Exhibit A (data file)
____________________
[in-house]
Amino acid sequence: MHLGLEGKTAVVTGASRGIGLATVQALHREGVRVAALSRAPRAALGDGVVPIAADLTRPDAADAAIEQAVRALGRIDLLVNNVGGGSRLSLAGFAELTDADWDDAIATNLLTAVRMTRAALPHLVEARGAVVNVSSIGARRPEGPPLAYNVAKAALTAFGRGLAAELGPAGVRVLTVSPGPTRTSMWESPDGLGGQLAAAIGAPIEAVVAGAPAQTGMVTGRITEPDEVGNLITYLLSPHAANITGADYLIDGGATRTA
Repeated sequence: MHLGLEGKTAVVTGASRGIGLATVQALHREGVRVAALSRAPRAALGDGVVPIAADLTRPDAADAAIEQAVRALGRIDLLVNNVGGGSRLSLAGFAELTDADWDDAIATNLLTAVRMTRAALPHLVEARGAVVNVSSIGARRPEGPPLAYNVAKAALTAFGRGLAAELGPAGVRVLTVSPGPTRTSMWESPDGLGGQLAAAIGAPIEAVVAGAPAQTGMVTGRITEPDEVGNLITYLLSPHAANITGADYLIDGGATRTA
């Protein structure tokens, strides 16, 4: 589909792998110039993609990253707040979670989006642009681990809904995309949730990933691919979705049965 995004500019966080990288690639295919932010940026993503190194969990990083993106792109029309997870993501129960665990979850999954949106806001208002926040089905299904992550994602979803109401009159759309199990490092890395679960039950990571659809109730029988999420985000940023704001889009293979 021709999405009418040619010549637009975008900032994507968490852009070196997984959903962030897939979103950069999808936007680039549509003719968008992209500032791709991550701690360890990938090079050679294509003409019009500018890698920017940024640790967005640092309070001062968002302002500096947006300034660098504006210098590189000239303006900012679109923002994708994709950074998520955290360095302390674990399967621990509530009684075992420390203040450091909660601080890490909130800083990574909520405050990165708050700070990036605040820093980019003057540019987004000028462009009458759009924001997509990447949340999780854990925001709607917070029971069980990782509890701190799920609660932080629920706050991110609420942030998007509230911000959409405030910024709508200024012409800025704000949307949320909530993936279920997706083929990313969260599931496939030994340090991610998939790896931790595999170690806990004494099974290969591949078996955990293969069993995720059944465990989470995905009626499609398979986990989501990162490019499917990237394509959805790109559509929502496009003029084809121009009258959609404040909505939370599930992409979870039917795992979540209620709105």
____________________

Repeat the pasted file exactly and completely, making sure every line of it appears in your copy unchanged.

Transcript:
[in-house]
Amino acid sequence: MHLGLEGKTAVVTGASRGIGLATVQALHREGVRVAALSRAPRAALGDGVVPIAADLTRPDAADAAIEQAVRALGRIDLLVNNVGGGSRLSLAGFAELTDADWDDAIATNLLTAVRMTRAALPHLVEARGAVVNVSSIGARRPEGPPLAYNVAKAALTAFGRGLAAELGPAGVRVLTVSPGPTRTSMWESPDGLGGQLAAAIGAPIEAVVAGAPAQTGMVTGRITEPDEVGNLITYLLSPHAANITGADYLIDGGATRTA
Repeated sequence: MHLGLEGKTAVVTGASRGIGLATVQALHREGVRVAALSRAPRAALGDGVVPIAADLTRPDAADAAIEQAVRALGRIDLLVNNVGGGSRLSLAGFAELTDADWDDAIATNLLTAVRMTRAALPHLVEARGAVVNVSSIGARRPEGPPLAYNVAKAALTAFGRGLAAELGPAGVRVLTVSPGPTRTSMWESPDGLGGQLAAAIGAPIEAVVAGAPAQTGMVTGRITEPDEVGNLITYLLSPHAANITGADYLIDGGATRTA
């Protein structure tokens, strides 16, 4: 589909792998110039993609990253707040979670989006642009681990809904995309949730990933691919979705049965 995004500019966080990288690639295919932010940026993503190194969990990083993106792109029309997870993501129960665990979850999954949106806001208002926040089905299904992550994602979803109401009159759309199990490092890395679960039950990571659809109730029988999420985000940023704001889009293979 021709999405009418040619010549637009975008900032994507968490852009070196997984959903962030897939979103950069999808936007680039549509003719968008992209500032791709991550701690360890990938090079050679294509003409019009500018890698920017940024640790967005640092309070001062968002302002500096947006300034660098504006210098590189000239303006900012679109923002994708994709950074998520955290360095302390674990399967621990509530009684075992420390203040450091909660601080890490909130800083990574909520405050990165708050700070990036605040820093980019003057540019987004000028462009009458759009924001997509990447949340999780854990925001709607917070029971069980990782509890701190799920609660932080629920706050991110609420942030998007509230911000959409405030910024709508200024012409800025704000949307949320909530993936279920997706083929990313969260599931496939030994340090991610998939790896931790595999170690806990004494099974290969591949078996955990293969069993995720059944465990989470995905009626499609398979986990989501990162490019499917990237394509959805790109559509929502496009003029084809121009009258959609404040909505939370599930992409979870039917795992979540209620709105």